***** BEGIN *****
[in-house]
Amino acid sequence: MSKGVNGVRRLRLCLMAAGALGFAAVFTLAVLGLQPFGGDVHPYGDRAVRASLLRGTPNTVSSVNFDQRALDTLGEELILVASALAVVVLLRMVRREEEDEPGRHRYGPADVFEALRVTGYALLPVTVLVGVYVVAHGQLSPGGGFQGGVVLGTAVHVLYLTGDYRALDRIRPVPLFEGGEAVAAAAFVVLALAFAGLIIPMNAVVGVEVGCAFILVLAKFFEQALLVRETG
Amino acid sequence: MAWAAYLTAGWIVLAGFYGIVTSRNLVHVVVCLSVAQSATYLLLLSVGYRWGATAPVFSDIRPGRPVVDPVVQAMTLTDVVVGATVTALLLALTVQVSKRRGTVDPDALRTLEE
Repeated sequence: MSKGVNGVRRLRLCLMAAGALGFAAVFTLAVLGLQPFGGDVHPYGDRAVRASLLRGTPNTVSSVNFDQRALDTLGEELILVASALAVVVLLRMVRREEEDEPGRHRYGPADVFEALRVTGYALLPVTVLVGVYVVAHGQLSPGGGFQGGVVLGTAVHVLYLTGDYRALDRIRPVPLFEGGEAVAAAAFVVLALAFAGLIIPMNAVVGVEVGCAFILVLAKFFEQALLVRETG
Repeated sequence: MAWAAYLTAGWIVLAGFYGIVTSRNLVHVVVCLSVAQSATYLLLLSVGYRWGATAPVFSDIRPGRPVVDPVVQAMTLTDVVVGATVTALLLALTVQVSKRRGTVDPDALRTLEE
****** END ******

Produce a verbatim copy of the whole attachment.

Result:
[in-house]
Amino acid sequence: MSKGVNGVRRLRLCLMAAGALGFAAVFTLAVLGLQPFGGDVHPYGDRAVRASLLRGTPNTVSSVNFDQRALDTLGEELILVASALAVVVLLRMVRREEEDEPGRHRYGPADVFEALRVTGYALLPVTVLVGVYVVAHGQLSPGGGFQGGVVLGTAVHVLYLTGDYRALDRIRPVPLFEGGEAVAAAAFVVLALAFAGLIIPMNAVVGVEVGCAFILVLAKFFEQALLVRETG
Amino acid sequence: MAWAAYLTAGWIVLAGFYGIVTSRNLVHVVVCLSVAQSATYLLLLSVGYRWGATAPVFSDIRPGRPVVDPVVQAMTLTDVVVGATVTALLLALTVQVSKRRGTVDPDALRTLEE
Repeated sequence: MSKGVNGVRRLRLCLMAAGALGFAAVFTLAVLGLQPFGGDVHPYGDRAVRASLLRGTPNTVSSVNFDQRALDTLGEELILVASALAVVVLLRMVRREEEDEPGRHRYGPADVFEALRVTGYALLPVTVLVGVYVVAHGQLSPGGGFQGGVVLGTAVHVLYLTGDYRALDRIRPVPLFEGGEAVAAAAFVVLALAFAGLIIPMNAVVGVEVGCAFILVLAKFFEQALLVRETG
Repeated sequence: MAWAAYLTAGWIVLAGFYGIVTSRNLVHVVVCLSVAQSATYLLLLSVGYRWGATAPVFSDIRPGRPVVDPVVQAMTLTDVVVGATVTALLLALTVQVSKRRGTVDPDALRTLEE